Angel’s Olsen’s 2019 release and fifth overall studio album, All Mirrors, was released to critical acclaim, and peaked at number 52 on the Billboard charts, which is a pretty good accomplishment for an indie artist. The song selection — the album came on the heels the breakup of a longstanding relationship — consisted of Olsen’s vocals with her guitar and synth accompaniments, and was augmented by drums, additional synths, and a fourteen-piece string orchestra on many of the tunes. And the songs were definitely outstanding, with most of them wearing well with repeat listens. The album was apparently intended to be more of a barebones affair to reflect the somewhat depressing nature of the songs, but once the tapes got rolling and the string section appeared, Olsen was all in, and the results speak for themselves in songs that mostly deal with love, loss, and the ambivalence of our lives.
So it comes as no surprise that in the midst of the great pandemic, she decided to revisit All Mirrors, stripping the songs down to just the guitar and vocal originals. The result is her new album, Whole New Mess, which has taken the core group of tunes and reworked many of them — even to the point of changing some of the titles, and adding in a couple of new songs for good measure. And not all the synths have been abandoned either, though the vocals are not as purely recorded as on the original, with some additional processing and effects added. Nonetheless, the results are equally striking, even with the stark quality of the vocals and the spare instrumentation. There’s actually very little in Whole New Mess that bears much of a resemblance to All Mirrors, at all.
Most of the vocals throughout have some degree of echo and reverb added, and it gives the stripped-down presentation of the songs a very haunting sort of quality. And her soprano has a very waifish quality to it, almost as though her vocals have been sprinkled with fairy dust (or Angel dust?!). In “Too Easy (Bigger Than Us)” she sings, “Some things happen for a reason, cancel all these plans I’m dreaming, you walked in and now I feel I’m not alone.” The dissolution of that relationship left an awfully big hole in her life; but when compared to the version of the song on All Mirrors, the previous version seems much less desperate or evocative than the current, stripped-down version. In fact, that’s an undercurrent that runs through Angel Olsen’s body of work; it’s amazing how different versions of the same song from her can seem both uplifting in one reading and filled with disillusionment in the next. The song from which the previous album took its title, “(We Are All Mirrors),” is probably the surrealistic peak of a very surreal record. “Standin’, facin’, all mirrors are erasin’, losin’ beauty, at least at times it knew me” — the image Angel Olsen (or any of us) is seeing in the mirror isn’t always the true reflection of who we really are — or were.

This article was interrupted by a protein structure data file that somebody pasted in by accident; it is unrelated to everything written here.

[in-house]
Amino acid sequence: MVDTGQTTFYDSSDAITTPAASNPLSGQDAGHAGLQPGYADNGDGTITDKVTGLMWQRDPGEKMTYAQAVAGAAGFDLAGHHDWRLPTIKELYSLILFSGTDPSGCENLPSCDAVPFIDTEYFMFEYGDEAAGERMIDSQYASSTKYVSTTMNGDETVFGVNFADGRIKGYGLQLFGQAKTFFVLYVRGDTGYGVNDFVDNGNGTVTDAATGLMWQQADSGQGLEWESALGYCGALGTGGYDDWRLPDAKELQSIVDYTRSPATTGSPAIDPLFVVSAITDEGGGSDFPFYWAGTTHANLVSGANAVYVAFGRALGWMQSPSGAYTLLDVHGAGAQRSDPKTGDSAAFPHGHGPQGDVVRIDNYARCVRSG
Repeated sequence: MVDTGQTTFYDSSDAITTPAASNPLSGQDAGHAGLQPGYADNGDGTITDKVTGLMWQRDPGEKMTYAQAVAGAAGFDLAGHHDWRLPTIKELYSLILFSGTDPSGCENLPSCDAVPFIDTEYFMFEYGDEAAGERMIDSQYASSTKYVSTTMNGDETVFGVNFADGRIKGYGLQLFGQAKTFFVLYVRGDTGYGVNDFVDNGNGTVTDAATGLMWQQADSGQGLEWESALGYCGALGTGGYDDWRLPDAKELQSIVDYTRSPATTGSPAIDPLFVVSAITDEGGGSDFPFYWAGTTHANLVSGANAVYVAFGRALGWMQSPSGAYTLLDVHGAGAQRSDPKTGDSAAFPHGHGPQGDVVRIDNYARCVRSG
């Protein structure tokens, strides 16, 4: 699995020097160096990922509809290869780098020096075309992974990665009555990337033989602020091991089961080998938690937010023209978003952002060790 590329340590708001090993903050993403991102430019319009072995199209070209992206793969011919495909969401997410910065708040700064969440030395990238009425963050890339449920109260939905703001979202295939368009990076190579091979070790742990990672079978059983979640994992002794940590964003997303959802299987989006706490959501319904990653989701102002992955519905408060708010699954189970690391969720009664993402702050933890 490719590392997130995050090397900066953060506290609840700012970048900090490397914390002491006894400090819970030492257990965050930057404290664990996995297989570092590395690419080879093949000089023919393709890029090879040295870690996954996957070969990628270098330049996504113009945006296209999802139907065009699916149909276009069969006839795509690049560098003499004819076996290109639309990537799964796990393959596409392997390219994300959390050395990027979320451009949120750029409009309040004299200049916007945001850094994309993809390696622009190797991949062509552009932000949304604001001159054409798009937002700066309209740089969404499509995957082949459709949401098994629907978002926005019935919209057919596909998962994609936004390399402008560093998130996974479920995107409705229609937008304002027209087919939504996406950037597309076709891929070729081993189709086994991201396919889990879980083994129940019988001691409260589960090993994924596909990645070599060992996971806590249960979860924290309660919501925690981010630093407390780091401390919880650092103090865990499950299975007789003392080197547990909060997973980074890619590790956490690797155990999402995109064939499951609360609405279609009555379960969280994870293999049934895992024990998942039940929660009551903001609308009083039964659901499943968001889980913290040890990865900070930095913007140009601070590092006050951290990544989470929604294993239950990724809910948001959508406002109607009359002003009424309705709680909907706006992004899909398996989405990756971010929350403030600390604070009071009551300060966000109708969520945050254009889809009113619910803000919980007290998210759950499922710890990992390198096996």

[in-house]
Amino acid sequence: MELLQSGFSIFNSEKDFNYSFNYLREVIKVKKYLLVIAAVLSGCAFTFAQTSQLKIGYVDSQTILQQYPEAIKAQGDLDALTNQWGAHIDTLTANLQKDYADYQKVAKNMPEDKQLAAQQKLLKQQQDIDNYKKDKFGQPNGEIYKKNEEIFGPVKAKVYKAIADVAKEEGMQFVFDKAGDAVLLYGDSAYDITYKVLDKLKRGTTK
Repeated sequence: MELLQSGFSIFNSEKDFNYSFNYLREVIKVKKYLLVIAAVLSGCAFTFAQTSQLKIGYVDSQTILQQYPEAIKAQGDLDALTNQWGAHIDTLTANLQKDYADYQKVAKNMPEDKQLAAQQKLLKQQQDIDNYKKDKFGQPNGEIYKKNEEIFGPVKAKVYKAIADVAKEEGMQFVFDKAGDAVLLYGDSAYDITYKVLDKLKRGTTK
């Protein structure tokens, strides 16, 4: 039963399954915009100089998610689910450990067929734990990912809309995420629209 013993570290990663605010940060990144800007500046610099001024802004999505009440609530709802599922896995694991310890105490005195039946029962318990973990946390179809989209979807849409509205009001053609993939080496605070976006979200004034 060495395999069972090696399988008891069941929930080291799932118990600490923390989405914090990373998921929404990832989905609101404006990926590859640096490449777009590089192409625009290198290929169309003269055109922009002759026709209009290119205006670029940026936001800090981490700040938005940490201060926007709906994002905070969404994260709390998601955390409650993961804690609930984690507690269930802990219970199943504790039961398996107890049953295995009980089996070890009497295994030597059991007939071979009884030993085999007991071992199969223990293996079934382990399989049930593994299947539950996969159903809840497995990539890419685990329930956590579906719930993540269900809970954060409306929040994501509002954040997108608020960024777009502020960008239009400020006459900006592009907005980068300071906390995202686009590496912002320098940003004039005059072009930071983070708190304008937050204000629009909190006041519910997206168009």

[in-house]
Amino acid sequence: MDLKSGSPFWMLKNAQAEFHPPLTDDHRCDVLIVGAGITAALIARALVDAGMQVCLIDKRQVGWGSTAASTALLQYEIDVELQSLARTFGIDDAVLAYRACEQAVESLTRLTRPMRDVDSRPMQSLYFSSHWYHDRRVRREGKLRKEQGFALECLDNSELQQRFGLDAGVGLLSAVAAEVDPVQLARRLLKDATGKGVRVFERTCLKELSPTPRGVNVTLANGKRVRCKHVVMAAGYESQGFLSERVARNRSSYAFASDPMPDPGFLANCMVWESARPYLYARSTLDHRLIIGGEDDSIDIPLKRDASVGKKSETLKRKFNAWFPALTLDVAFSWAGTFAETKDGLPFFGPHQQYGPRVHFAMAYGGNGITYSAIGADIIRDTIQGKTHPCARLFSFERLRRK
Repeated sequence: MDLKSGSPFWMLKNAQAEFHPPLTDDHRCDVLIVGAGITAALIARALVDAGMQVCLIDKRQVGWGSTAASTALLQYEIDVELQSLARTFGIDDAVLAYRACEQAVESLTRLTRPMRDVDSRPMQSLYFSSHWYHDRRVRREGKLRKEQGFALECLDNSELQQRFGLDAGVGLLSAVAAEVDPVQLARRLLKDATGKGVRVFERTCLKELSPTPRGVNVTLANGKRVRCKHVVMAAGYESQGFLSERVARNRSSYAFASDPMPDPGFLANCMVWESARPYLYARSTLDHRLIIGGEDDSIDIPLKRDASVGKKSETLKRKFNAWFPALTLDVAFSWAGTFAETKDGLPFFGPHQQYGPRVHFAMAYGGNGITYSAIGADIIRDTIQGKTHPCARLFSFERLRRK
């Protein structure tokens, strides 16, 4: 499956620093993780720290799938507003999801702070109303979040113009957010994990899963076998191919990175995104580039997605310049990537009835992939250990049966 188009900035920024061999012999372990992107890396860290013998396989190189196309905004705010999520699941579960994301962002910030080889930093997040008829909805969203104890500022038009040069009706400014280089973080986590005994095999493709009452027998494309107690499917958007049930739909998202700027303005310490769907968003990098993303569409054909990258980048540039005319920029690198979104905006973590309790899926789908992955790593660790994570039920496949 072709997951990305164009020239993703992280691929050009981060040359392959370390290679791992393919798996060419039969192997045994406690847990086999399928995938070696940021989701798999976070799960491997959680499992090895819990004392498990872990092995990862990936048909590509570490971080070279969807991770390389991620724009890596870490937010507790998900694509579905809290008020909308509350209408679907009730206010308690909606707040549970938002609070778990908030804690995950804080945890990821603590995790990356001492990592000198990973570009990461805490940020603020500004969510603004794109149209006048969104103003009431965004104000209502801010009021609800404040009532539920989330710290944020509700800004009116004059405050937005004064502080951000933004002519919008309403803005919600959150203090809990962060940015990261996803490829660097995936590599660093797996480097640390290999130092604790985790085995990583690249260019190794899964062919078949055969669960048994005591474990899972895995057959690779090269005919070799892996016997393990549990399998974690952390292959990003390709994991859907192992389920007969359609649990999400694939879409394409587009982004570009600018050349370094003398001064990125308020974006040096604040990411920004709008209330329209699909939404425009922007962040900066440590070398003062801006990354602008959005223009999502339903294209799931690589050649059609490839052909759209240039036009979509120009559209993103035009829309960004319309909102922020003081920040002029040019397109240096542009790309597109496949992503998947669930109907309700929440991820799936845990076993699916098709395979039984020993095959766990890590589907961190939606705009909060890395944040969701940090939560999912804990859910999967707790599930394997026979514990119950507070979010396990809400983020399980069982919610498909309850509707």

Whole New Mess is both a difficult and simultaneously beautiful album, and the duality of the songs leaves the listener with plenty of room to find his (or her) own meaning; taking a listen to the previous release, All Mirrors, is pretty much required listening here, and could either clear things up significantly, or compound the confusion. Regardless, the 24 bit/44.1 kHz digital files from Qobuz made for superior listening, despite the relatively lo-fi approach of the album. YMMV, but I found Whole New Mess very enjoyable. Recommended.
Jagjaguar, CD/LP (download/streaming [24/44.1] from Qobuz, Tidal, Amazon, Google Play Music, Pandora, Deezer, Apple Music, Spotify, YouTube, TuneIn)
Elliott Smith – Elliott Smith: Expanded 25th Anniversary Edition
Singer/songwriter Elliott Smith is another of the many performers who made something of a splash, but then died much too early. But he’s made a tremendous impression on many new artists in the years since his death; the number of artists who credit Smith as an influence on their styles is extensive. He’s often been described as something of a modern day Nick Drake — another very influential artist who died much too young. While their vocal styles and guitar playing techniques are quite similar, Smith’s lyrical rawness is often in pretty stark contrast to the more poetic leanings of Nick Drake. And while Drake came to true prominence many years after his death, Elliott Smith was on the cusp of his big commercial breakthrough when he was found dead of multiple stab wounds in 2003 at age 34. The official police inquiry was “inconclusive,” and it was never determined if Smith was indeed murdered, or perhaps died at his own hand, and with the passing of years, the investigation will likely never be reopened.